Barclays’ legal services hub in Birmingham was a year old on 1 July but you may have yet to hear of it. While it has been kept deliberately low key it is, as was seen in the banking giant’s innovative panel review, another example of how Barclays is making great strides in providing smarter legal services.
The Central Legal Team, which despite its July birthday was only fully formed in November, is based in Barclays’ corporate office at One Snowhill, although it also has team members in other Midlands offices.
Formed as part of Barclays legal function’s strategy to ensure ‘the right work is done by the right colleagues in the right location in the right way at the right price’, the CLT, headed by director Jon Seymour, has reached just under 30 legal advisers, of which approximately half are paralegals and the other half lawyers. Seymour was previously senior legal counsel for Barclaycard, having joined Barclays in 2006 from DLA Piper.
The highly diverse team includes advisers hired from both private practice and in-house, whose sector experience spans financial services, real estate, pensions, energy, niche renewable energy and consumables. Hires include legal counsel Emma Dolphin, who joined in November 2015 from Shoosmiths and Ross MacTaggart, who joined in the same month from Eversheds, where he was an associate.
While the CLT does provide a useful resource for commoditised legal work, and could therefore be regarded as a nearshoring exercise, it goes much further than that.
Barclays’ objective in setting up the CLT was to improve effectiveness through collaboration and to improve efficiencies through automation and streamlining processes. Suitable work types were drawn from existing legal teams and a process was initiated to transition the work types to the CLT in a controlled way. These include the drafting of playbooks; dual running periods during which the receiving legal professionals worked together with the transferring lawyers to up-skill; and intensive training and ongoing buddying between the respective legal teams.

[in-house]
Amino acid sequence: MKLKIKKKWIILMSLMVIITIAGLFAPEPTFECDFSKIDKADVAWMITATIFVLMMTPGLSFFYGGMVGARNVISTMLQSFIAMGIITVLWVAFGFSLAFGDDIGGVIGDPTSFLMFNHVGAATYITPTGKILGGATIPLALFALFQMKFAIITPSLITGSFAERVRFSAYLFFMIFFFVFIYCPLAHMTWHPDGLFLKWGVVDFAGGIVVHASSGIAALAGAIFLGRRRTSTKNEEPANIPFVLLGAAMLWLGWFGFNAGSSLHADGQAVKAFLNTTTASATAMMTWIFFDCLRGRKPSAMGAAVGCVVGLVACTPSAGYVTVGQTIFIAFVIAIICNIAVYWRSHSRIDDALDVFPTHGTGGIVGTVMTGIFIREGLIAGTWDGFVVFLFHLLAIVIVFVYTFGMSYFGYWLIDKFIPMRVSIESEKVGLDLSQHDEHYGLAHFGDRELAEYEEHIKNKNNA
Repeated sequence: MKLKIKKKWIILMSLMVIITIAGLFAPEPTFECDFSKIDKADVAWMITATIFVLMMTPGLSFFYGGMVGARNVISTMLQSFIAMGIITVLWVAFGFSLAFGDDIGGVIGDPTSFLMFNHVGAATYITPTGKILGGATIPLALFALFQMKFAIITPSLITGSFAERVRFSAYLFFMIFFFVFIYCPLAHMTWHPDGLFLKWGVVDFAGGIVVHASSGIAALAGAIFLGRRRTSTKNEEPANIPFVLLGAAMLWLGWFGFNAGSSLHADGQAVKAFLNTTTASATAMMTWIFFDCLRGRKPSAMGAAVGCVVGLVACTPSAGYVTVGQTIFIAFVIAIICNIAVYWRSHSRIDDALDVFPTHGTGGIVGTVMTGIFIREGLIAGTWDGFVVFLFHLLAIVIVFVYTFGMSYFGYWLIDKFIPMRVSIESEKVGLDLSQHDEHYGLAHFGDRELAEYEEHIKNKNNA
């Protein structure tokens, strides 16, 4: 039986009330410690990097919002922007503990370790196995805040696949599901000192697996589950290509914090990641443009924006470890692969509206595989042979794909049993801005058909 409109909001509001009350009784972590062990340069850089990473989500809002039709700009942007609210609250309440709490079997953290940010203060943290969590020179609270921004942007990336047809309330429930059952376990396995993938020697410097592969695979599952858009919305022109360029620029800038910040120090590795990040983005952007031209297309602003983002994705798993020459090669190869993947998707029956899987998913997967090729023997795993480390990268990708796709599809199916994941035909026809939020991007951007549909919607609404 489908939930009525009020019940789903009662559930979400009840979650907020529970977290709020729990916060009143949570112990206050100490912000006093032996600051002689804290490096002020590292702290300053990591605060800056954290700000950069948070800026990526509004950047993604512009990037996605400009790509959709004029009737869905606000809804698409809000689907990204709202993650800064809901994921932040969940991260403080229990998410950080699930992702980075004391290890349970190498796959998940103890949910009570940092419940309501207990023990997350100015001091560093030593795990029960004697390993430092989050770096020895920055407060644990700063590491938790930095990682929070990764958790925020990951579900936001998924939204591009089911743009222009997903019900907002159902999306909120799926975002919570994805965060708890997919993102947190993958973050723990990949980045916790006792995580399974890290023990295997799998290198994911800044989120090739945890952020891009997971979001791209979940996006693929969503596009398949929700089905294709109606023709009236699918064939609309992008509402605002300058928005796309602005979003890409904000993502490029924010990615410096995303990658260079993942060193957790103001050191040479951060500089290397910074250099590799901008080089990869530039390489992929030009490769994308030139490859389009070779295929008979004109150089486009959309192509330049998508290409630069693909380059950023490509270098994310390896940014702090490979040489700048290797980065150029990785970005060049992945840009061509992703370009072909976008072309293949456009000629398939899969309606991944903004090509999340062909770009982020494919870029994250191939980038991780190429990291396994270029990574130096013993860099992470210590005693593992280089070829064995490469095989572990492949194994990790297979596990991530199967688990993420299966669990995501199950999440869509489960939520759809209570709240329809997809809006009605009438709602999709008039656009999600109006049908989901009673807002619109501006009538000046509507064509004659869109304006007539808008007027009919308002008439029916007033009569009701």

Some of the work types undertaken by the CLT are highly commoditised, whereas others are relatively complex. Detailed criteria were applied to decide which work types were appropriate for the CLT, which included operational and engagement models, suitability for centralisation, standardisation and autonomy, degree and type of stakeholder engagement necessary, type, value, risk and complexity of work. The CLT forms part of the Legal Services Hub, an international collection of teams which each aims to deliver standardised legal services in the most effective, efficient way possible. Technology, including work flow management and automation, are critical to that, as are process optimisation methodologies such as Lean Six Sigma.
While panel law firms currently can be expected to have little interaction with CLT, Barclays has not ruled out the possibility of the CLT directly instructing third parties.
Stéphanie Hamon, managing director of a newly-created commercial management team, which was set up to review and run the Barclays panel, told Legal IT Insider: “What we are trying to do is make sure we have the right commercial construct in what we send to law firms and what is kept in-house. It’s about becoming more savvy and having the right metrics.”
The move coincides with HSBC’s decision to move around 20 of its London lawyers to Birmingham by 2017, although that is in line with new ring-fencing reforms and part of a wider relocation to Birmingham by the bank. Law firms that have set up a nearshoring venture in Birmingham include Hogan Lovells and Trowers & Hamlins.